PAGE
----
PowerBar was the first.
Founded in 1986 by Canadian athlete Brian Maxwell, PowerBar gave athletes and civilians alike a quick, convenient burst of sustenance in the first ever mass-marketed "energy bar."
Yes, you had to literally peel the wrapper off of the bar. Yes, you could easily pop a filling when chewing. No, they didn't exactly taste like the advertised flavor on the wrapper.
But it was 240 calories, eight grams of protein and only 3.5 grams of fat. It required no preparation. You could eat it while driving, running, updating spreadsheets, cycling or shopping. Once people realized that the market for energy bars was real, the industry grew exponentially.
In 2013, the estimated energy-bar market was a little under $7 billion, and trends suggest it will climb above $8 billion in 2016.
What makes the energy-market industry murky is that people who eat energy bars are most likely trying to eat healthfully. They think they are being good, but not all energy bars are created equal.
We read "nutritional facts." They give us the numbers, but they don't tell the real story, or at least not the full story.
It is similar to purchasing a house. You might love the paint color and curb appeal, the stainless-steel appliances, the remodeled bathrooms and the kitchen countertops, but you need to examine the foundation, the builder's reputation and the quality of the materials used to build the house.
Ingredients, not just nutritional facts, are the building blocks of our food.
When it comes to healthful eating, we know that "less is more" in almost all aspects of our diets.
Less food is better for us than more food.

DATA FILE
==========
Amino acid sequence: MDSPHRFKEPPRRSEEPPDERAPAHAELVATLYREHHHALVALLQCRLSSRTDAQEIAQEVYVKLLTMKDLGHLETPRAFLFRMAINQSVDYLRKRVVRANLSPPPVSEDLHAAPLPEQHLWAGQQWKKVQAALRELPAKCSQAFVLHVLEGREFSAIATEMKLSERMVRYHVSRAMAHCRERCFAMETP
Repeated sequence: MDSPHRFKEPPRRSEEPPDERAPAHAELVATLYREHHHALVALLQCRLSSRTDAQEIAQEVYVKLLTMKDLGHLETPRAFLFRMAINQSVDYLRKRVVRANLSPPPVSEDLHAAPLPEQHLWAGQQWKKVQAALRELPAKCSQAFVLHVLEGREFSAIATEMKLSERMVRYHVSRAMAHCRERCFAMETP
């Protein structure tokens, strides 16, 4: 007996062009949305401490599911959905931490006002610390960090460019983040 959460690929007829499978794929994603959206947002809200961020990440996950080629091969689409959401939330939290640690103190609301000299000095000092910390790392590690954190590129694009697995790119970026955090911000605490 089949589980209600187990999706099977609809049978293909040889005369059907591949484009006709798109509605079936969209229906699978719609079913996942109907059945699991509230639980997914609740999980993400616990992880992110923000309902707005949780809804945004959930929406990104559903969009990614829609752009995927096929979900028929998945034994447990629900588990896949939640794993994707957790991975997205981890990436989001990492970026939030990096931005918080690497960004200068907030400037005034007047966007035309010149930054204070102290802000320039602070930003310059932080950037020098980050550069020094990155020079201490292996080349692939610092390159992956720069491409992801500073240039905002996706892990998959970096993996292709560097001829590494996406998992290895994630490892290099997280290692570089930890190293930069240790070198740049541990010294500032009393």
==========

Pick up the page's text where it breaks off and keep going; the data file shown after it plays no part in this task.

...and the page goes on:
Fewer calories is better than more.
Fat is bad, right? It makes us fat. It must. So less fat is better. Right?
Answer: Sort of. There are good fats out there like avocados and olives. However, fewer ingredients is almost always better for us.
Many energy bars are packed with sugar, chemicals and carbs and lack trace minerals found in vegetables and real food. They are often placed next to the candy bars because their ingredients and health benefits are not that dissimilar.
There are many companies that produce delicious bars with real ingredients that are good for you.
For example, Larabar's bars don't include a full paragraph of ingredients on their packaging. Created by Lara Merriken, the Larabar uses only unprocessed ingredients. When she started out, Merriken wanted to create a "very healthy product that tasted delicious."
Many energy-bar companies take their ingredients, grind them together, wrap up the bar and slap their logo on the packaging. KIND decided to go a different route with its bars. KIND bars are made primarily from nuts and fruit, and founder Daniel Lubetzky wanted to show the ingredients. Lubetzky said, "Our packaging allowed (customers) to see all the ingredients and know exactly what they are getting." Moreover, if you look at the ingredients of a KIND bar, you can pronounce and recognize all of the words.
MacroBars (GoMacro) have fully embraced the "less is more" mantra. MacroBars are USDA organic, gluten-free certified, kosher certified, Non-GMO Project verified, vegan certified, soy-free and macrobiotic. Their company "believes in feeling good about what we eat -- how it tastes, how it's made and how it sustains the environment." Lofty goals. Simple ingredients.
Finally, if you're looking for extra protein in your energy bars but want to eat clean food, there is a bar for you. The appropriately named Perfect Bar is produced in San Diego, Calif. According to their website, their products "are rich in whole food proteins, high energy, gluten-free, GMO-free, soy-free, and contain over 20 different organic superfoods." And like the "less is more" trend suggests, they boast what's not in their bars: "They contain no preservatives, additives, salt, coatings, refined sugars or any other synthetic ingredients."
The bottom line is that when it comes to energy bars, check the ingredients, not just the nutritional facts. Less is more, and if it seems too good to be true, it probably is.